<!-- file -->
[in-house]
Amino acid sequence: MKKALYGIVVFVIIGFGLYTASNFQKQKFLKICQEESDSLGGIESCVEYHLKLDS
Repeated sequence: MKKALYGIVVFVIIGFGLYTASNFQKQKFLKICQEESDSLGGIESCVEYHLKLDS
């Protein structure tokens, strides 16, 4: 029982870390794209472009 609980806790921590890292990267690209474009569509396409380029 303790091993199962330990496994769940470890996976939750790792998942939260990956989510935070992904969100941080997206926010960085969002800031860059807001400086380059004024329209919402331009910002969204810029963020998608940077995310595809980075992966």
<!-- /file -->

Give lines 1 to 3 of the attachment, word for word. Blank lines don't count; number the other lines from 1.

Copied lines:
[in-house]
Amino acid sequence: MKKALYGIVVFVIIGFGLYTASNFQKQKFLKICQEESDSLGGIESCVEYHLKLDS
Repeated sequence: MKKALYGIVVFVIIGFGLYTASNFQKQKFLKICQEESDSLGGIESCVEYHLKLDS